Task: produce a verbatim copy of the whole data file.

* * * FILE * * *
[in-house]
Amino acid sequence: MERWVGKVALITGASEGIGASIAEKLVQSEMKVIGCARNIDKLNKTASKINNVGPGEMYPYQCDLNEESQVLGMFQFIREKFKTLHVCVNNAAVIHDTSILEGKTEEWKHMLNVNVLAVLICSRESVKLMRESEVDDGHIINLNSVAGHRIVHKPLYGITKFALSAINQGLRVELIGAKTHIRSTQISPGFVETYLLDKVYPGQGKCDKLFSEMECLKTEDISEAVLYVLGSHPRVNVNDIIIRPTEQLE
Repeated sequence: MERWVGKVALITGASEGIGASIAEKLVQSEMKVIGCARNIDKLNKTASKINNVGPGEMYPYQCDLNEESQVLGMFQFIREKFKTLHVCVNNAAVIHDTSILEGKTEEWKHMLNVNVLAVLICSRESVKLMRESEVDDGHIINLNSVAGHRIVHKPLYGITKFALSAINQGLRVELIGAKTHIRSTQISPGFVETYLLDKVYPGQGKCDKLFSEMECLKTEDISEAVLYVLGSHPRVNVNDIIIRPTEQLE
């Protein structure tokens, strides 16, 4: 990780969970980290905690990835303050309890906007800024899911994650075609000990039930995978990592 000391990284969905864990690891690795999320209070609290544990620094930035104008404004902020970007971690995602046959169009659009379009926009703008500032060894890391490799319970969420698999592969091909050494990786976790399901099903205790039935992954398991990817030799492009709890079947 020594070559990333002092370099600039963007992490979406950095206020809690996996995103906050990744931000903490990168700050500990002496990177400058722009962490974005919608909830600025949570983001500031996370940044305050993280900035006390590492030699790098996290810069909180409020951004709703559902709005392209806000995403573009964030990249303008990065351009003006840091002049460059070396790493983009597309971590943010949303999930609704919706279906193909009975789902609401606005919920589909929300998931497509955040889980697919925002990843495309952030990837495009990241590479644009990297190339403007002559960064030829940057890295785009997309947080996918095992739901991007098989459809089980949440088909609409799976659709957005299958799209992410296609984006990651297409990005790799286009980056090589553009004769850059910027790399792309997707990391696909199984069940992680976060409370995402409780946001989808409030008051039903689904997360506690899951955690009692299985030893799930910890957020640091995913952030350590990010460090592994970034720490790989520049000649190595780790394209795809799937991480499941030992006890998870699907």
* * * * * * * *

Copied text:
[in-house]
Amino acid sequence: MERWVGKVALITGASEGIGASIAEKLVQSEMKVIGCARNIDKLNKTASKINNVGPGEMYPYQCDLNEESQVLGMFQFIREKFKTLHVCVNNAAVIHDTSILEGKTEEWKHMLNVNVLAVLICSRESVKLMRESEVDDGHIINLNSVAGHRIVHKPLYGITKFALSAINQGLRVELIGAKTHIRSTQISPGFVETYLLDKVYPGQGKCDKLFSEMECLKTEDISEAVLYVLGSHPRVNVNDIIIRPTEQLE
Repeated sequence: MERWVGKVALITGASEGIGASIAEKLVQSEMKVIGCARNIDKLNKTASKINNVGPGEMYPYQCDLNEESQVLGMFQFIREKFKTLHVCVNNAAVIHDTSILEGKTEEWKHMLNVNVLAVLICSRESVKLMRESEVDDGHIINLNSVAGHRIVHKPLYGITKFALSAINQGLRVELIGAKTHIRSTQISPGFVETYLLDKVYPGQGKCDKLFSEMECLKTEDISEAVLYVLGSHPRVNVNDIIIRPTEQLE
């Protein structure tokens, strides 16, 4: 990780969970980290905690990835303050309890906007800024899911994650075609000990039930995978990592 000391990284969905864990690891690795999320209070609290544990620094930035104008404004902020970007971690995602046959169009659009379009926009703008500032060894890391490799319970969420698999592969091909050494990786976790399901099903205790039935992954398991990817030799492009709890079947 020594070559990333002092370099600039963007992490979406950095206020809690996996995103906050990744931000903490990168700050500990002496990177400058722009962490974005919608909830600025949570983001500031996370940044305050993280900035006390590492030699790098996290810069909180409020951004709703559902709005392209806000995403573009964030990249303008990065351009003006840091002049460059070396790493983009597309971590943010949303999930609704919706279906193909009975789902609401606005919920589909929300998931497509955040889980697919925002990843495309952030990837495009990241590479644009990297190339403007002559960064030829940057890295785009997309947080996918095992739901991007098989459809089980949440088909609409799976659709957005299958799209992410296609984006990651297409990005790799286009980056090589553009004769850059910027790399792309997707990391696909199984069940992680976060409370995402409780946001989808409030008051039903689904997360506690899951955690009692299985030893799930910890957020640091995913952030350590990010460090592994970034720490790989520049000649190595780790394209795809799937991480499941030992006890998870699907």